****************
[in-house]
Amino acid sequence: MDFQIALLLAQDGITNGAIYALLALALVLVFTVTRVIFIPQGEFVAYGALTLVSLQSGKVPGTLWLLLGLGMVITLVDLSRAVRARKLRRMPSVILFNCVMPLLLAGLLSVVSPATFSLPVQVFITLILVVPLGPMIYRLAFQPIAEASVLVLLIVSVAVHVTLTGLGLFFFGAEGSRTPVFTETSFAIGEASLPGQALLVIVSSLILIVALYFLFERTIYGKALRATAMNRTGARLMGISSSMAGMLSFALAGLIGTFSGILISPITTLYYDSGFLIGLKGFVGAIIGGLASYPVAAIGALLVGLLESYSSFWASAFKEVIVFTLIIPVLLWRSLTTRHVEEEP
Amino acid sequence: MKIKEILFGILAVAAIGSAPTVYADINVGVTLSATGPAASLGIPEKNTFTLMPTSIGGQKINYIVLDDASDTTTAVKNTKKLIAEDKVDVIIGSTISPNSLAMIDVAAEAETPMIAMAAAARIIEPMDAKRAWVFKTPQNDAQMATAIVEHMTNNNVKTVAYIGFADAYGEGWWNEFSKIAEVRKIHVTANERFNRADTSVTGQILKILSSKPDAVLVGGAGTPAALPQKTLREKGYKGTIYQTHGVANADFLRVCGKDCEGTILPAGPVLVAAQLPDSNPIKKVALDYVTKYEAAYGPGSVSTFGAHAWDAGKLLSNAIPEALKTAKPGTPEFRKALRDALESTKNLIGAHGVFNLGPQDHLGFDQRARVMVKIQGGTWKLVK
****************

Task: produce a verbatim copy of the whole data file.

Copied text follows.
[in-house]
Amino acid sequence: MDFQIALLLAQDGITNGAIYALLALALVLVFTVTRVIFIPQGEFVAYGALTLVSLQSGKVPGTLWLLLGLGMVITLVDLSRAVRARKLRRMPSVILFNCVMPLLLAGLLSVVSPATFSLPVQVFITLILVVPLGPMIYRLAFQPIAEASVLVLLIVSVAVHVTLTGLGLFFFGAEGSRTPVFTETSFAIGEASLPGQALLVIVSSLILIVALYFLFERTIYGKALRATAMNRTGARLMGISSSMAGMLSFALAGLIGTFSGILISPITTLYYDSGFLIGLKGFVGAIIGGLASYPVAAIGALLVGLLESYSSFWASAFKEVIVFTLIIPVLLWRSLTTRHVEEEP
Amino acid sequence: MKIKEILFGILAVAAIGSAPTVYADINVGVTLSATGPAASLGIPEKNTFTLMPTSIGGQKINYIVLDDASDTTTAVKNTKKLIAEDKVDVIIGSTISPNSLAMIDVAAEAETPMIAMAAAARIIEPMDAKRAWVFKTPQNDAQMATAIVEHMTNNNVKTVAYIGFADAYGEGWWNEFSKIAEVRKIHVTANERFNRADTSVTGQILKILSSKPDAVLVGGAGTPAALPQKTLREKGYKGTIYQTHGVANADFLRVCGKDCEGTILPAGPVLVAAQLPDSNPIKKVALDYVTKYEAAYGPGSVSTFGAHAWDAGKLLSNAIPEALKTAKPGTPEFRKALRDALESTKNLIGAHGVFNLGPQDHLGFDQRARVMVKIQGGTWKLVK